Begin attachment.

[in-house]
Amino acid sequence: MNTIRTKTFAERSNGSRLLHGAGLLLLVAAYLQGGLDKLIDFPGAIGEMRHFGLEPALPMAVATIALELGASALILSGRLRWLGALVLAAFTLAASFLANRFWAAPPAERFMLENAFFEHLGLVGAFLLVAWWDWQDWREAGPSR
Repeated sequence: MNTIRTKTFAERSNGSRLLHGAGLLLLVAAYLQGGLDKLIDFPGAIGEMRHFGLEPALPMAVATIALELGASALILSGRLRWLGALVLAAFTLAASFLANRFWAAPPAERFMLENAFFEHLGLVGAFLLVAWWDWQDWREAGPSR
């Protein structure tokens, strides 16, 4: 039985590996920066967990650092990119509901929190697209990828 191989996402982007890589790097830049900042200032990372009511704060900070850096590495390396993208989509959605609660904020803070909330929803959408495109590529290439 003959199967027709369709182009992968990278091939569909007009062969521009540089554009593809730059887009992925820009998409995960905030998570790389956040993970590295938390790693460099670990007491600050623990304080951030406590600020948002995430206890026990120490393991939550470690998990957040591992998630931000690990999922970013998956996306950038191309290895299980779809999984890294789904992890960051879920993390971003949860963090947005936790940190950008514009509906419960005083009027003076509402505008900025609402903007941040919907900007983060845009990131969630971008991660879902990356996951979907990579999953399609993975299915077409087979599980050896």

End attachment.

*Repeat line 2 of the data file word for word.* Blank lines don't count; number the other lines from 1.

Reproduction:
Amino acid sequence: MNTIRTKTFAERSNGSRLLHGAGLLLLVAAYLQGGLDKLIDFPGAIGEMRHFGLEPALPMAVATIALELGASALILSGRLRWLGALVLAAFTLAASFLANRFWAAPPAERFMLENAFFEHLGLVGAFLLVAWWDWQDWREAGPSR